Thirteen Colonies Background Information for Teachers and Parents

Grade Levels: K-3

This page contains information to support educators and families in teaching K-3 students about the original thirteen colonies of the United States. The information is designed to complement the BrainPOP Jr. movie Thirteen Colonies. It explains the type of content covered in the movie, provides ideas for how teachers and parents can develop related understandings, and suggests how other BrainPOP Jr. resources can be used to scaffold and extend student learning.

Help children understand what life was like in the Thirteen Colonies and how the United States of America became a country. This movie will explore different European settlers who established colonies and their impact on native people in the area. It will also investigate and share information about the New England Colonies, Middle Colonies, and Southern Colonies. BrainPOP Jr. plans on launching more movies about American history, but some children may want to explore movies from BrainPOP’s U.S. History unit for extension. We highly recommend that you preview the movie to make sure it is appropriate for your students.

Review with children that a colony is an area settled by a group of people outside their country or away from home. European settlers first started sailing to North America around the year 1000. The Norse explorer Leif Ericsson landed in what is now Newfoundland, Canada and established a settlement. About five hundred years later, Christopher Columbus landed in the New World. You may wish to screen the Columbus Day movie for review or extension. Soon people from England, Spain, France, and other European countries began claiming land and settling in North America. Help children understand that native people were already living in the area, and many were killed, forced to leave, or forced into slavery by the European settlers. Many native people died from diseases brought by the Europeans or died in battles while protecting their homeland. This can be a difficult concept to grasp, so we recommend having plenty of discussions and answering questions.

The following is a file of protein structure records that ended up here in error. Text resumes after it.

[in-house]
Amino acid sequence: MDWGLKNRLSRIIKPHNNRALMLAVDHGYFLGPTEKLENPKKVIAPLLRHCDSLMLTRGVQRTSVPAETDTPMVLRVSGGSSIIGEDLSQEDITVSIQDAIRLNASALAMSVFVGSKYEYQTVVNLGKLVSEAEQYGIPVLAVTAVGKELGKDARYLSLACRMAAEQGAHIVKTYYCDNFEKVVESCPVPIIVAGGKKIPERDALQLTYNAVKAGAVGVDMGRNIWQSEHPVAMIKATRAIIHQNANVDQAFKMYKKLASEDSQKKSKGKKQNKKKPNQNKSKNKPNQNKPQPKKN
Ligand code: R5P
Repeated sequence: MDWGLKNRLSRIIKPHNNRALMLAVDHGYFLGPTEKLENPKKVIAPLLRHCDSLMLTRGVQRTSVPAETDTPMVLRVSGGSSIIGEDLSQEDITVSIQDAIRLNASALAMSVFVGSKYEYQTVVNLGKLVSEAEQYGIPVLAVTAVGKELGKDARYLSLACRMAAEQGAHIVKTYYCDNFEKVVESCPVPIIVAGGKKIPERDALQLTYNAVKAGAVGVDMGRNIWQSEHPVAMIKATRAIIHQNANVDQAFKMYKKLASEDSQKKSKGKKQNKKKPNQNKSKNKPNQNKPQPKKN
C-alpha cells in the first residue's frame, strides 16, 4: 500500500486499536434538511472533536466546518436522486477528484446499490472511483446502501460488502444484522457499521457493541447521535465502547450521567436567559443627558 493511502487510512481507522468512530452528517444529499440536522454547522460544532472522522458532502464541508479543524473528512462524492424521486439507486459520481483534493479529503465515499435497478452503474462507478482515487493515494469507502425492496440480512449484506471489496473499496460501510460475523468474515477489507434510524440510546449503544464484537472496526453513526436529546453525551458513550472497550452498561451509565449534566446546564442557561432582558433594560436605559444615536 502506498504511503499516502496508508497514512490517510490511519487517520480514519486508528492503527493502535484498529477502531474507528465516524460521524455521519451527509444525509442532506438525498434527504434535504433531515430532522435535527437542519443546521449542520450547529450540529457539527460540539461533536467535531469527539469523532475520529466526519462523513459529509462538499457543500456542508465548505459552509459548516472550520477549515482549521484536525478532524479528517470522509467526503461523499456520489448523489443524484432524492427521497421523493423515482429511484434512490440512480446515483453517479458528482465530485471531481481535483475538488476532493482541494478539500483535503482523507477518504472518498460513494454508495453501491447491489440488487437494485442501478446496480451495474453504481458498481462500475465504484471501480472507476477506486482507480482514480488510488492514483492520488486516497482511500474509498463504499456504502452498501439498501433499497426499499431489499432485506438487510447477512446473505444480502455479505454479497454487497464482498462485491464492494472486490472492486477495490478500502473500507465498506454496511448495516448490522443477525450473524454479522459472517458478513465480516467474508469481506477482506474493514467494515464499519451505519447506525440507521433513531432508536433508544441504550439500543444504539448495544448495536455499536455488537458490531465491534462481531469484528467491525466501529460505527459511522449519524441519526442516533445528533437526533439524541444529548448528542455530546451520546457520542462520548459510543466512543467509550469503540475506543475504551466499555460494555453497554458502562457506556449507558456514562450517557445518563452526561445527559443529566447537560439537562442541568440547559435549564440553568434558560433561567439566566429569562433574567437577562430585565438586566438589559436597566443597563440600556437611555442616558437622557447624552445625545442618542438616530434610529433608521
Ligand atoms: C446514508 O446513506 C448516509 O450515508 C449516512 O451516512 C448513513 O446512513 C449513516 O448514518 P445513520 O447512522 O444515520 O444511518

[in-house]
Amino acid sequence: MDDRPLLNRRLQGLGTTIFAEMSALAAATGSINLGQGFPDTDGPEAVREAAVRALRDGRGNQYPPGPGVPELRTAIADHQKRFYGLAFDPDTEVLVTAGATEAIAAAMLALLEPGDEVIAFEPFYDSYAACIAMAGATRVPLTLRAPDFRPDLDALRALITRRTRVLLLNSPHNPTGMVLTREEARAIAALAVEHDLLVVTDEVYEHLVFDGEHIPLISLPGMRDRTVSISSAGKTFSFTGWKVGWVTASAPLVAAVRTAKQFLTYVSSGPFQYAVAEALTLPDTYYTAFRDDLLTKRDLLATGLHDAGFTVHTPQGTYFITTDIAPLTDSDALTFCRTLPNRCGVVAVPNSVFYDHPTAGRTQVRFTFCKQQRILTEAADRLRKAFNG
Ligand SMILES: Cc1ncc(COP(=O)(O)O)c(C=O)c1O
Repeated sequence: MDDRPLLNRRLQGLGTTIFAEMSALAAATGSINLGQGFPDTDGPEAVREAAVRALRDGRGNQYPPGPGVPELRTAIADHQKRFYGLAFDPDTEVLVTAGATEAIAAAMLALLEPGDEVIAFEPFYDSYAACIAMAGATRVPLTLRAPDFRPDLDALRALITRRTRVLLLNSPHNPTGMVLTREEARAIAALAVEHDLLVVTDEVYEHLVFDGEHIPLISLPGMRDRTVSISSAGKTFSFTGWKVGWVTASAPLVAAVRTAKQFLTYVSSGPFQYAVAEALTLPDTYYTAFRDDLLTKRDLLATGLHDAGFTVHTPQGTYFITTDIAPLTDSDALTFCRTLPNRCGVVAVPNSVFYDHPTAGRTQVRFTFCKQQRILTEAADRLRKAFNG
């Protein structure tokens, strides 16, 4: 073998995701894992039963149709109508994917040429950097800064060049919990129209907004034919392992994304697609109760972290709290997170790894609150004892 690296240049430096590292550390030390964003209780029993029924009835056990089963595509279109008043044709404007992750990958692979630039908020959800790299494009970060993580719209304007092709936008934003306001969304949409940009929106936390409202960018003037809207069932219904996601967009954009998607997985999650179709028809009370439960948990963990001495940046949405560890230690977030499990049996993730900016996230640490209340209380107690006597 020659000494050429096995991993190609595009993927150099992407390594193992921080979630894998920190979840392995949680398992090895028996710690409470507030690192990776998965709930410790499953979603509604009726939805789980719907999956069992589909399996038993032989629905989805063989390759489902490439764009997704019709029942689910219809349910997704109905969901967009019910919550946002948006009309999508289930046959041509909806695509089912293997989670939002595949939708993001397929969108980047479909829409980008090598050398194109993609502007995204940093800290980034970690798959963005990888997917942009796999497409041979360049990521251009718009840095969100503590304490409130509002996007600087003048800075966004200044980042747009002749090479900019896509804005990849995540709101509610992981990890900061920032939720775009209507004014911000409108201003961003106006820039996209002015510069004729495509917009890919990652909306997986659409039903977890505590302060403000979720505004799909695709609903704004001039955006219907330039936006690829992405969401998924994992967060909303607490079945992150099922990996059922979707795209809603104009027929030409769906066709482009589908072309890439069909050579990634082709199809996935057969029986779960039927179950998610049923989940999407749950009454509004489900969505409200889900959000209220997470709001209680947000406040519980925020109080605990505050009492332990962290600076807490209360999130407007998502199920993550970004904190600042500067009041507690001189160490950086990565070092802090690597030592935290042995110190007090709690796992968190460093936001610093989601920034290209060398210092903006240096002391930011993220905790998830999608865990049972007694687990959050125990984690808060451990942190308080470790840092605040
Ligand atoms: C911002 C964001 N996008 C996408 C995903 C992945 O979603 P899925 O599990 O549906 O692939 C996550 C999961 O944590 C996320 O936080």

One of the earliest settlements was established by the Spanish in St. Augustine, which is now part of Florida. There, Spanish explorers established a base to fend off the French from claiming land in the area. In 1607, English settlers who wanted to gain more land and wealth and have a better life founded Jamestown, which is now part of Virginia. The Jamestown colony was the first permanent English colony. In 1620, the English Pilgrims landed in Plymouth, which is now part of Massachusetts. The Pilgrims had moved from Europe because they wanted the freedom to practice their own religion. You may wish to screen the Thanksgiving movie for review or extension. Over the next hundred years, European settlers founded colonies all around the east coast of North America.